Research carried out by FreightLab in collaboration with logistics services company C H Robinson showed that the deeper a shipper goes into its routing guide, the higher the costs.  For example, if a shipper goes down to the fifth choice of carrier in its routing guide, transportation costs could increase by some 15% over the primary contracted rate. If the company leaves the guide and uses the spot market, the increase could be more than 20-30%. These percentages can change significantly depending on the tightness of the truckload market.

Moreover, FreightLab’s research indicates that routing guides degrade. Over time, the number of loads rejected by primary carriers increases. The rate of degradation varies from shipper to shipper and from lane to lane.

When ghost freight is the problem, the price paid by carriers can be just as high as that paid by shippers for absentee trucks. First, the trucking company loses the business. Second, the efficiency of its network is compromised because the carrier has positioned vehicles to carry the now missing freight. 

The portfolio route to contracting

A possible solution under development at FreightLab is the Transportation Portfolio Management approach to procuring truckload carrying capacity.

The central idea – which is not new – is that not every lane in a shipper’s network is equal, so why treat them as such when bidding them out? A more nuanced approach is to classify lanes according to they are positioned between two extremes: those associated with consistent, balanced freight flows and those where freight patterns are inconsistent and unbalanced. The type of lane is matched to the type of truck transportation best suited to carry the freight. Stable lanes are supported by dedicated fleets (trucks committed to respective lanes). Lanes in the middle of the spectrum are serviced by contract relationships (long-term contractual agreements with carriers), while the spot market is reserved for unstable lanes.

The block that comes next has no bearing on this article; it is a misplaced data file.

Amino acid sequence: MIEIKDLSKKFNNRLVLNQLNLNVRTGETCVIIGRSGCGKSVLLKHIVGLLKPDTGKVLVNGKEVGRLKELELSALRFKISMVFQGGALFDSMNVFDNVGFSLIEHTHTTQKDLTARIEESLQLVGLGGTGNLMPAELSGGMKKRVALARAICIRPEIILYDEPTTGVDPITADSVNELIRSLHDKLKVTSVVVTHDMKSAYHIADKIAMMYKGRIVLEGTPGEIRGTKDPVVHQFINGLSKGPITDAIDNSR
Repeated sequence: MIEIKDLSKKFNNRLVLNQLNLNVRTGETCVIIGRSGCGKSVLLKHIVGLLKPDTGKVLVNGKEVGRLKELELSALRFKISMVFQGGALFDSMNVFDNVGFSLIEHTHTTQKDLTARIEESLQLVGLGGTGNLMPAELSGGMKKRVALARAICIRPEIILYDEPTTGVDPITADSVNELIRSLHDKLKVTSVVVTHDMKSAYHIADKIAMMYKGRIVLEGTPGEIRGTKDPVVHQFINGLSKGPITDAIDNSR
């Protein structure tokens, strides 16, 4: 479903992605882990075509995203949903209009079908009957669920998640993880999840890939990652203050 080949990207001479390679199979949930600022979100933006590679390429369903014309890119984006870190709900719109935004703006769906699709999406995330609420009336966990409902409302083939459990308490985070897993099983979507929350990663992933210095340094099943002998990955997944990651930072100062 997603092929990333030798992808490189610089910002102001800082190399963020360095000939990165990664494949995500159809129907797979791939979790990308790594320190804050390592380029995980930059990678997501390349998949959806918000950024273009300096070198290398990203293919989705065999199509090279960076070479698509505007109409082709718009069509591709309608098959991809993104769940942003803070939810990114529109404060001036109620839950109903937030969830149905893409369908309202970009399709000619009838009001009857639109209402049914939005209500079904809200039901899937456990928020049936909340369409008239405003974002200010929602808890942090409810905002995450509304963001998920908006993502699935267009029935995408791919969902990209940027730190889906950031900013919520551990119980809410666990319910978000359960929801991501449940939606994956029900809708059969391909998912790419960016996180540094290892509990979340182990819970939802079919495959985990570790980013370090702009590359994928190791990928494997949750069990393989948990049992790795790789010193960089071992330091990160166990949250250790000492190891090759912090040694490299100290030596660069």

A critical issue is how to structure the contracts within these different categories of lanes to make them enforceable. Current practice involves contracts that specify price and volume but ultimately are non-binding. There are alternatives, such as contracts that stipulate guaranteed volumes or contracts based on tiered pricing schemes where the shipper pays different prices according to the volume of cargo carried in a lane by the day or week.

Another possibility is index-based pricing, where carriers’ rates are set in line with some mutually acceptable industry index. This concept is the foundation for adjustable-rate mortgages in the housing market. A corollary closer to the trucking world is the fuel surcharge, where shippers compensate carriers for fuel costs through a surcharge based on the prices listed in an industry index.

Wanted: research partners

The MIT Freightlab research team and graduate students have completed dozens of research projects with various companies in topics across the freight transportation sector for over ten years.  While all modes and geographies have been addressed in past research, the lab tends to focus on improving the $670 billion US trucking market.  

In 2021 we are continuing to focus on this exceptionally large and fertile market with three key initiatives:

  • The Transportation Portfolio Management project – which these virtual events addressed – developing better ways for shippers, carriers, and 3PLs to work with each other by employing a range of relationship forms from dedicated to contract to spot – to include the potential of index-based contracts,
  • The Driver Initiative – looking at how to improve the over the road trucking driver’s efficiency and general work environment, and
  • The Freight Resilience project – better understanding how disruptions of short and longer disruptions impact freight networks and how they can be better prepared. 

In addition to these long-term research projects Freightlab will be holding quarterly virtual webinars and roundtables to discuss current topics of interest.

FreightLab is actively looking for shippers and carriers to participate in its transportation contract research. For further information, please contact the authors.